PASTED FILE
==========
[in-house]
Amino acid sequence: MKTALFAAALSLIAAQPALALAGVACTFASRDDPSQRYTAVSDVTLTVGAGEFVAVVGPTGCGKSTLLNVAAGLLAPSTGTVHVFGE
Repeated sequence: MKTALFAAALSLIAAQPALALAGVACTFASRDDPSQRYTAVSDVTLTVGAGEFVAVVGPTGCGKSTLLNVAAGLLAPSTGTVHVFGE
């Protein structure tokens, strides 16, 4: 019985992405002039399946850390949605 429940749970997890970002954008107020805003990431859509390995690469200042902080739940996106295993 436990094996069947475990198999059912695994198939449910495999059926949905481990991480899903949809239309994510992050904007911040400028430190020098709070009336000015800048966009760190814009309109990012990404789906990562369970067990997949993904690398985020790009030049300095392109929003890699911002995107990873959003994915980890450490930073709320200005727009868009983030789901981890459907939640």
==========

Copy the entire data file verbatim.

[in-house]
Amino acid sequence: MKTALFAAALSLIAAQPALALAGVACTFASRDDPSQRYTAVSDVTLTVGAGEFVAVVGPTGCGKSTLLNVAAGLLAPSTGTVHVFGE
Repeated sequence: MKTALFAAALSLIAAQPALALAGVACTFASRDDPSQRYTAVSDVTLTVGAGEFVAVVGPTGCGKSTLLNVAAGLLAPSTGTVHVFGE
């Protein structure tokens, strides 16, 4: 019985992405002039399946850390949605 429940749970997890970002954008107020805003990431859509390995690469200042902080739940996106295993 436990094996069947475990198999059912695994198939449910495999059926949905481990991480899903949809239309994510992050904007911040400028430190020098709070009336000015800048966009760190814009309109990012990404789906990562369970067990997949993904690398985020790009030049300095392109929003890699911002995107990873959003994915980890450490930073709320200005727009868009983030789901981890459907939640």